For my international readers, today is ANZAC Day, one of the most important Australian public holidays. It commemorates the landing of the soldiers of the Australia and New Zealand Army Corps in Gallipoli on the 25th of April 1915. The photo above is of the dawn service at Kings Park in Perth, something I went to many times while growing up there. The photo is by Gnangarra in 2009.
This is just after the landing. You can see it is terrible terrain with steep cliffs straight next to the beaches. Turkish troops were dug in over the slopes with machine guns. Not long after the landing the British high command admitted they had been sent to the wrong place. This, and the conduct of the campaign as a whole, has had a profound effect on Australia’s sense of identity. Eleven Victoria Crosses, the highest award for valour in the face of the enemy, were awarded over the Gallipoli campaign, including five in one day during the Battle of Lone Pine.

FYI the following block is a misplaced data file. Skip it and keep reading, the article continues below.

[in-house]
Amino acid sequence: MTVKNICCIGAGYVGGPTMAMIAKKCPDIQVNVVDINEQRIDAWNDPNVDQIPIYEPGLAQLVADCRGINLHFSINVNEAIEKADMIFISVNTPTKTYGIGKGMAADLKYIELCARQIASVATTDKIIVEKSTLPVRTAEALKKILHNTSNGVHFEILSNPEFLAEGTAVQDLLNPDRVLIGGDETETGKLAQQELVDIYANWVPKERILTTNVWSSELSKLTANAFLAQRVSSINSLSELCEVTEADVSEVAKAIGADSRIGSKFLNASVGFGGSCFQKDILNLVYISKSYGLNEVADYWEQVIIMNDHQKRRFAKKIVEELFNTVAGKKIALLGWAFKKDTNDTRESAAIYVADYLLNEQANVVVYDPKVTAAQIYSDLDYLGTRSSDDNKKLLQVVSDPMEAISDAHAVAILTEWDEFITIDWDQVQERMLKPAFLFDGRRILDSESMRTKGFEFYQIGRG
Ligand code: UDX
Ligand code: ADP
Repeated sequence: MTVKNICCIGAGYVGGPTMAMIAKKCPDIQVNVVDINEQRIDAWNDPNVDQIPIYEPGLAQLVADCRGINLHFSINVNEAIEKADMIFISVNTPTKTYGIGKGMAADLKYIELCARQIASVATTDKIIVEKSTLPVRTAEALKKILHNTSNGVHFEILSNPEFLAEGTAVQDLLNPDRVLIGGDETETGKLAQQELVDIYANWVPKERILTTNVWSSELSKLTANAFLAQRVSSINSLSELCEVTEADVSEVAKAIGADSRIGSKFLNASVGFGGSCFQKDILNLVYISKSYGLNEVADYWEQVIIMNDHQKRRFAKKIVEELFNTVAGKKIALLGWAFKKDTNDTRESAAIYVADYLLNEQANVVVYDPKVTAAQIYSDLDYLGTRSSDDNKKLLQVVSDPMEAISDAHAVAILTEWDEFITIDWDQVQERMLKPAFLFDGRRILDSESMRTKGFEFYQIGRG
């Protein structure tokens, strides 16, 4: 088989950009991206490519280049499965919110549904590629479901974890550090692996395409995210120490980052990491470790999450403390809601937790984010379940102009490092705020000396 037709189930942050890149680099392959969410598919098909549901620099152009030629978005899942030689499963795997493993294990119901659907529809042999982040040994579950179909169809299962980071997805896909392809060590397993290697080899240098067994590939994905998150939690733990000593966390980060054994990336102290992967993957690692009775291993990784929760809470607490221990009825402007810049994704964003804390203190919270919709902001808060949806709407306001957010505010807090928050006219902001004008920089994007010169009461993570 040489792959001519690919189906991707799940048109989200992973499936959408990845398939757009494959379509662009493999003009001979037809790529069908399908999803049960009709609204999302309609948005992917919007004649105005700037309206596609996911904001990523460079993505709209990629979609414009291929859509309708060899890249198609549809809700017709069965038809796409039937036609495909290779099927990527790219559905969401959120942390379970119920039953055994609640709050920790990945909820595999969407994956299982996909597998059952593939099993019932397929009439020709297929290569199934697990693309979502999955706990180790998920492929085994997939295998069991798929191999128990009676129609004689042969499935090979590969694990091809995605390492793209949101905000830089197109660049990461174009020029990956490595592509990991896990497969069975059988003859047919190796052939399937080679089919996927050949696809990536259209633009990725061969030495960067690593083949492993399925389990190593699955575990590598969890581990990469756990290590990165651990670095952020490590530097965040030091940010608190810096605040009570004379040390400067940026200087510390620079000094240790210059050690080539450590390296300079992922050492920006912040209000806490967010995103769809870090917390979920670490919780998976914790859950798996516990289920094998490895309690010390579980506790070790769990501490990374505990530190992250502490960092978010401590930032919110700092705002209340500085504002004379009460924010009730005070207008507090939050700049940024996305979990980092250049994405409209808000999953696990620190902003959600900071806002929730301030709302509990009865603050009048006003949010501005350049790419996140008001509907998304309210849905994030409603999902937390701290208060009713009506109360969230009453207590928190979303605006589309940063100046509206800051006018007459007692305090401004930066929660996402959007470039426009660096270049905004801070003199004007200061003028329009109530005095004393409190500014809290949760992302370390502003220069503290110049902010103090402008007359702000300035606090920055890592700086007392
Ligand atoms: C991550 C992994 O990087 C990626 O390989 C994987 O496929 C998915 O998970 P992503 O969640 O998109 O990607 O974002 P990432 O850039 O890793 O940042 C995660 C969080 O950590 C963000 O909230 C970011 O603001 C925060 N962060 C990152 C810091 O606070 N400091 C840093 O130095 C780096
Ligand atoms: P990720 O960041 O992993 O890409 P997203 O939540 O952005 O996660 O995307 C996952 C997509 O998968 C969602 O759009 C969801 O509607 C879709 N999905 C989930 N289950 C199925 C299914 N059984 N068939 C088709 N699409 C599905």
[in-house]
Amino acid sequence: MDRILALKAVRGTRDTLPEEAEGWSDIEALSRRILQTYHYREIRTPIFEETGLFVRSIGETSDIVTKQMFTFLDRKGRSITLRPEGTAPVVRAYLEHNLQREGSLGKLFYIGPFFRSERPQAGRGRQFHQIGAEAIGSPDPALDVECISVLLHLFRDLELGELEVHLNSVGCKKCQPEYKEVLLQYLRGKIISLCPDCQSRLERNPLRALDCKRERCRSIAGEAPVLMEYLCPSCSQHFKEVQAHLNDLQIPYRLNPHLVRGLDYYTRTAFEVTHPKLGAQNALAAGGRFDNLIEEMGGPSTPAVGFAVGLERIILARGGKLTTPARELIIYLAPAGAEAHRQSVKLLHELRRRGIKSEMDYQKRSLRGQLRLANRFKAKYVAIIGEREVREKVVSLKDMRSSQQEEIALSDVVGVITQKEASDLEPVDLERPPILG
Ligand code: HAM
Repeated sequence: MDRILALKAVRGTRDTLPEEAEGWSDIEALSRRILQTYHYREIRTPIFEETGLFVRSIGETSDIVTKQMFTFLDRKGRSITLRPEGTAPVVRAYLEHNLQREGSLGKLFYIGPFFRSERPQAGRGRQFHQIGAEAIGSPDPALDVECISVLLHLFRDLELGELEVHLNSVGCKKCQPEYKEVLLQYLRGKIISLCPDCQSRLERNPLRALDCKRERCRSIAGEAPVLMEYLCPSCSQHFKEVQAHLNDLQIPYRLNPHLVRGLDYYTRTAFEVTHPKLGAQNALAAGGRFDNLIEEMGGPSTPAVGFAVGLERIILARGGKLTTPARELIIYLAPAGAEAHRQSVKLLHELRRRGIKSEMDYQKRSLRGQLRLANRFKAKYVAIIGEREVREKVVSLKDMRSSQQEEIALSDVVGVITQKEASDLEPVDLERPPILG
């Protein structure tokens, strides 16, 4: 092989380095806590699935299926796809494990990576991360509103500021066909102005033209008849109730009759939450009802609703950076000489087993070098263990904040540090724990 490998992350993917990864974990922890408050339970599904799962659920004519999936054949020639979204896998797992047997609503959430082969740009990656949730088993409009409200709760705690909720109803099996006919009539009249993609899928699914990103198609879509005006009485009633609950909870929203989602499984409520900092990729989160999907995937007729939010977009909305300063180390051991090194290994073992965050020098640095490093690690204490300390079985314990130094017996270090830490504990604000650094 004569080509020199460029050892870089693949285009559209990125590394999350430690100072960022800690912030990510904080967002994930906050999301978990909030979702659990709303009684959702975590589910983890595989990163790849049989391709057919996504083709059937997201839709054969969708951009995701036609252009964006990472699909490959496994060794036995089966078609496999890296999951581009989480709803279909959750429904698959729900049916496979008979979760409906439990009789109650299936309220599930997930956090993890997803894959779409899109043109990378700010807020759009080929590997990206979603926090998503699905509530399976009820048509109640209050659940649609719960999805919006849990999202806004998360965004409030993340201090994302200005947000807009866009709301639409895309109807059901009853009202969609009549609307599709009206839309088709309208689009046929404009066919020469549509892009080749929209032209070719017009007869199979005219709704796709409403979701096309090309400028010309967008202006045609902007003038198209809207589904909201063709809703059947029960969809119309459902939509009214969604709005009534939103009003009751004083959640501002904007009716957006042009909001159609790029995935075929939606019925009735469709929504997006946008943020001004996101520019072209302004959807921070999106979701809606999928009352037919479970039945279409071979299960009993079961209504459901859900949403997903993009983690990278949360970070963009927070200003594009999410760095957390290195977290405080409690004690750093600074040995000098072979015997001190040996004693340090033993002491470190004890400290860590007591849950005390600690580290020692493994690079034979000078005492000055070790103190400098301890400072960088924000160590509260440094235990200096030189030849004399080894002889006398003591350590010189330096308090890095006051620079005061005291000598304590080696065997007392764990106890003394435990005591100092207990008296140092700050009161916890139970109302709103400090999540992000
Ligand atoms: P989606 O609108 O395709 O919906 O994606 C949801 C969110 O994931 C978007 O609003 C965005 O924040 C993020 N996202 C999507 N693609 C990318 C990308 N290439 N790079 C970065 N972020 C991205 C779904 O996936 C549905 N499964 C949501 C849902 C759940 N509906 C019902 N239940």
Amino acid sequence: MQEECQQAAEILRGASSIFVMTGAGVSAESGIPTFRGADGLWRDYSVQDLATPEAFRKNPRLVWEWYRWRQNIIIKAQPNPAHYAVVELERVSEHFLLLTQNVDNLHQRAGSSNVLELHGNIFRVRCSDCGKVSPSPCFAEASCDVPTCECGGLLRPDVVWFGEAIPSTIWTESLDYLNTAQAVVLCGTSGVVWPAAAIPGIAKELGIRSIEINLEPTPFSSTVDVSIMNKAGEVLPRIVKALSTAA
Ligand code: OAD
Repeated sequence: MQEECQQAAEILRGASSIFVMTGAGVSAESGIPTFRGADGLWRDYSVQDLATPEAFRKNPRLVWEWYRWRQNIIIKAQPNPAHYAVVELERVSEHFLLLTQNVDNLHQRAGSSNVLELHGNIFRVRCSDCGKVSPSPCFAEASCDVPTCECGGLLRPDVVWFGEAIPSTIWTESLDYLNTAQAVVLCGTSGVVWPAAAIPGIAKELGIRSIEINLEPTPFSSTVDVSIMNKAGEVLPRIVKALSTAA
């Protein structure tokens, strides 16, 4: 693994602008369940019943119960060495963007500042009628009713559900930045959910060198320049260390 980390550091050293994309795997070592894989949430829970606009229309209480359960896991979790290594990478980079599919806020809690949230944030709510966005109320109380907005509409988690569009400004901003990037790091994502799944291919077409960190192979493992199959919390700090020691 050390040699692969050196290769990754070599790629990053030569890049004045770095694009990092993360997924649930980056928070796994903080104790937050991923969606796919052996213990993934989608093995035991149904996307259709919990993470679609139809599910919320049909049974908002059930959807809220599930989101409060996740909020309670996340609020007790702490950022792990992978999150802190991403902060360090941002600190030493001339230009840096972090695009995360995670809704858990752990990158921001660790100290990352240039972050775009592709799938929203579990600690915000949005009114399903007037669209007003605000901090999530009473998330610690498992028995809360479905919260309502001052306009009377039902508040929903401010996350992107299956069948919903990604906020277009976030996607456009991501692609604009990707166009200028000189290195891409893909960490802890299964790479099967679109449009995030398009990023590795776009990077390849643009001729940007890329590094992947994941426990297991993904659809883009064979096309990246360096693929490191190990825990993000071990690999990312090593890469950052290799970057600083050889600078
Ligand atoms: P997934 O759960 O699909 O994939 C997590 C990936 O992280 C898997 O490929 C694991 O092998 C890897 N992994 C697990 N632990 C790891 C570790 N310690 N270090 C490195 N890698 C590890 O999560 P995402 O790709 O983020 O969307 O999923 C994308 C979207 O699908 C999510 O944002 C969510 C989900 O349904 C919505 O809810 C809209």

The Gallipoli campaign lasted for 9 months. In this photo of New Zealand soldiers you can see that the entire encampment was squeezed into a few metres between the water and the cliffs. There were thousands of soldiers in the trenches, literally on top of each other. This photo is from Graham Bould, “This photograph is one of a set of 14 given to me by my grandmother. My grandfather, who was wounded at Gallipoli, obtained these from another New Zealand soldier who was subsequently killed.”
Many of the memories of Gallipoli are not just based on the soldiers, but also on the nurses, medical corps and support structure required. It is a reminder not only of the people who paid the ultimate price, but of the horrible way war affects every single one of us, from the smallest individual to an entire nation.
I strongly suggest you spend some time on the official ANZAC website to learn more about Gallipoli.
Lest We Forget.
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